abandoned comics

As a freelancer, I often get asked to work on projects speculatively. Sometimes the projects go somewhere, sometimes they don't. I rarely do it as it can be a heartbreaking process when you get invested in a book that reaches a dead-end but it's all part of the freelance life. I thought it might be nice to share some of the early work I did on a couple of projects that, for various reasons, never went further. I think enough time has passed on both of them that I can share these...

The book I was extremely excited to work on was a comic adaptation of Michelle Alexander's The New Jim Crow. Those who have read the book will know just how powerful and vital the book is, and I was flattered to be asked to write and draw an adaptation for the publisher with Alexander overseeing it. I had written a rough script and drawn some example pages (see below) but the project ended up going on the indefinite back-burner. The comic was going to be printed in two colours hence the limited palette used here. I can't recommend the book enough and would also recommend seeking out The House I Live In (a documentary with similar themes, in which Alexander also appears). I've not yet watched Ava DuVernay's 13th on Netflix, but it also looks essential.

I was also asked to illustrate a page for a book about Neuroscience. There are some typos and missing text due to the early draft of the script. In the end, the authors went in a different direction.

regrexits

Eleri Harris at The Nib asked if I'd like to write a short reaction piece to the Brexit result. After taking a week to finish my tennis comic and get some perspective, I produced a short 12 panel piece which you can read here. Huge thanks to Eleri for her help on this. Short preview below:

Needless to say, it's been a tough fortnight here.

If you didn't see my piece about the EU Referendum before the results, it can be read here.

the year in tennis

I grew up watching Wimbledon and it would always coincide with the start of my summer holidays. I think, largely because of that, I've always had a soft spot for the sport. It's only been the past few years that I've really tried to follow the tour throughout the year, but my love for the sport has grown the more I learn about it. I was recently talking with my friend, and fantastic writer/journalist, Alex Macpherson - who is much more knowledgable than I am about tennis - and we tried to devise a way for us to collaborate on something tennis related.

This piece for Vox is the result. A 29 panel look at tennis in 2016. Vox don't cover sport so the we tried to reign ourselves in from the more obscure stories and keep the summary as news-focused as possible.

I really hope we get more opportunities to work together on tennis comics as I had so much fun drawing this. I want to draw an entire comic about Serena Williams. And one about all the up and comers. I also hope I can do some tennis illustrations in the future too. Basically, more drawing about tennis!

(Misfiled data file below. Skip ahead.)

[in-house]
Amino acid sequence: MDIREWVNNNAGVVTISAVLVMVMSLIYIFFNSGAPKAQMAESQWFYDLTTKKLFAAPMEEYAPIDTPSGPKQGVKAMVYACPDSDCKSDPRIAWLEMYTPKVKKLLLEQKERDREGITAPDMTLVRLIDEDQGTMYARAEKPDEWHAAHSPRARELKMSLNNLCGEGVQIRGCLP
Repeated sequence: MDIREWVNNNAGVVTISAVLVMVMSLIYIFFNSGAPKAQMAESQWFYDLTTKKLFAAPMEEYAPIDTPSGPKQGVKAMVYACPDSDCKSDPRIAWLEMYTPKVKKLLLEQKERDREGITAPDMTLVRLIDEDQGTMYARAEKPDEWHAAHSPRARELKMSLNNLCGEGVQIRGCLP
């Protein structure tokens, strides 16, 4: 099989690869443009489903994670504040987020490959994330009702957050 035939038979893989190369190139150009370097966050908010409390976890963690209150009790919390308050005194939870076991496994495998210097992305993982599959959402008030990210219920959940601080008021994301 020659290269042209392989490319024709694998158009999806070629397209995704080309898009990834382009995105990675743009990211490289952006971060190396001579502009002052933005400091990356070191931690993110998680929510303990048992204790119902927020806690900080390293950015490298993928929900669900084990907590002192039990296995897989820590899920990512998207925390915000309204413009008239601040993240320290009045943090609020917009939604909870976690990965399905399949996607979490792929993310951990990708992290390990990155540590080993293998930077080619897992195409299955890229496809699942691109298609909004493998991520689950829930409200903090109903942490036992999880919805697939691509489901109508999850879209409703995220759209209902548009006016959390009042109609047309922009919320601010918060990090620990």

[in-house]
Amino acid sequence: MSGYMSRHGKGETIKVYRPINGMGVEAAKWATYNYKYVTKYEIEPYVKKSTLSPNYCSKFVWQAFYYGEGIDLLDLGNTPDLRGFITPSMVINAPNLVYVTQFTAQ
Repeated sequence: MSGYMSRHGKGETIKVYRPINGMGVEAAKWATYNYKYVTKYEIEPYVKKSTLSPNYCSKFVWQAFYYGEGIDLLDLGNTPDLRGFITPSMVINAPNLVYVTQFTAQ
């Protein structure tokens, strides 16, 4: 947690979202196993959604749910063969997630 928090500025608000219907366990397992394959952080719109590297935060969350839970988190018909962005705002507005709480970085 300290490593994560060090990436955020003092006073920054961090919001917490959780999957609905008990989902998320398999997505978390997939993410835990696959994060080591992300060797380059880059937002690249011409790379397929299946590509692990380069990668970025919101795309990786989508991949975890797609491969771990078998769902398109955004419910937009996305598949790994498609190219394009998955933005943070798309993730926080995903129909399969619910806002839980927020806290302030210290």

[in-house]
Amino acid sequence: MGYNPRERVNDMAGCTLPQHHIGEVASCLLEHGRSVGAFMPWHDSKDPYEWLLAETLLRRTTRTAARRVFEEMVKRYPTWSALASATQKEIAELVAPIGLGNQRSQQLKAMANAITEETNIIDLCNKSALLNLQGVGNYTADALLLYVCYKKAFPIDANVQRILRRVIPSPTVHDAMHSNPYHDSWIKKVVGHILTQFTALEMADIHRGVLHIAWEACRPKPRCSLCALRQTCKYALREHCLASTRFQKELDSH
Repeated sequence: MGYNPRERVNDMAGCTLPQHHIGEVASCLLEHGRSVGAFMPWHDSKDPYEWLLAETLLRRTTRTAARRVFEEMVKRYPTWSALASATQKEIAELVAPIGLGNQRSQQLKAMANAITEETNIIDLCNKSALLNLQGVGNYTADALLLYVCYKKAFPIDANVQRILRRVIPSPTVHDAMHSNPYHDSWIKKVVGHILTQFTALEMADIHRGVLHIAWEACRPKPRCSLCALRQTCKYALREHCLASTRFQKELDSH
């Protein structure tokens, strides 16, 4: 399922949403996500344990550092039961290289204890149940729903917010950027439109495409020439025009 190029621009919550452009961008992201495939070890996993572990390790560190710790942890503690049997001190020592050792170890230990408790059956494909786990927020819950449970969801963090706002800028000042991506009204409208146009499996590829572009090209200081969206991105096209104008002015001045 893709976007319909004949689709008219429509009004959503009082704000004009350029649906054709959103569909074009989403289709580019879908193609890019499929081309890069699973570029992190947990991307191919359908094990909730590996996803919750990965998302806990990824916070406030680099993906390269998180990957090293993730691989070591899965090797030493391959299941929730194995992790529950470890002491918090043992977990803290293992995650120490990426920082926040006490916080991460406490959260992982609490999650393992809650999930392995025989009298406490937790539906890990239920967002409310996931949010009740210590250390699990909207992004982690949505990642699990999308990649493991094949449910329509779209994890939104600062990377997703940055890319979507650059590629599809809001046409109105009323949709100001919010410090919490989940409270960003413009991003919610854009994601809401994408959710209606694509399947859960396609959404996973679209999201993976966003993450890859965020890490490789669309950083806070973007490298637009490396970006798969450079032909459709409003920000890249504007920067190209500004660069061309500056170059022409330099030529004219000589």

Here's a sneak peek at the piece - the whole thing can be read here. Huge thanks to AD Javier Zarracina for all his help on the piece.

Other tennis related things I've been enjoying: The collection of David Foster Wallace essays about tennis - String Theory - is a delight, Alex invited me along to the Roehampton Wimbledon Qualifiers a couple of weeks ago - which I didn't realise was free to attend - and it was brilliant - loads of new faces and exciting stories, I'm currently reading Love Game: A History of Tennis, from Victorian Pastime to Global Phenomenon which is very interesting, I subscribed to this lovely looking tennis magazine - Racquet, and the Serena documentary on the BBC was great. I've also ordered a couple of ESPN 30 For 30 docs - one about Navratilova and Evert's rivalry, and one about Jimmy Connors. Speaking of 30 For 30 - have you been watching the OJ: Made In America doc? It's great right? Seek it out if you haven't!

the nib - eu referendum

This comic went live a few days ago on The Nib. I've been working on it for a while - trying my hardest to make the forthcoming EU Referendum as accessible and entertaining as possible. It was a huge help working with my editor Eleri Harris who guided me through the process of editing down a potentially sprawling 70-80 panel comic into this relatively succinct 40 panel piece. You can read the full comic here.

The comic had to to do several things: it needed to communicate the situation to international readers who were not as exposed to the more complex inner workings of UK politics, but it also needed to be useful to those in the UK who were unsure how to vote. I wanted to be as fair and as balanced as possible, presenting the facts and opposing sides clearly - while not being afraid to state my own opinions and disingenuously pretend I didn't have a bias. I wanted to make sure the comic was honest.

There are all sorts of issues I didn't cover, and some that I couldn't spend as much real-estate on as I wanted, but I'm proud of how this came out and hope it's helpful to people. I hope it provokes deeper dives into some of the issues and concerns it raises and I hope it, at the very least, encourages some more voters to get registered now we have a slightly extended deadline.

If you're annoyed the comic didn't discuss a particular issue or skimmed something you think deserved more interrogation, I hope you'll appreciate that I probably spent days agonising over whether to include it or not, but in the end had to create the EU comic I wanted to see.

Thanks for reading and sharing it if you have already done so.

There are still a few hours left to register to vote if you haven't yet - the website is here.

And if you want to stay in the EU and want to help out, but don't know where to start, you could do worse than check out The In Crowd - it has a handy function that helps you find the best way to get involved.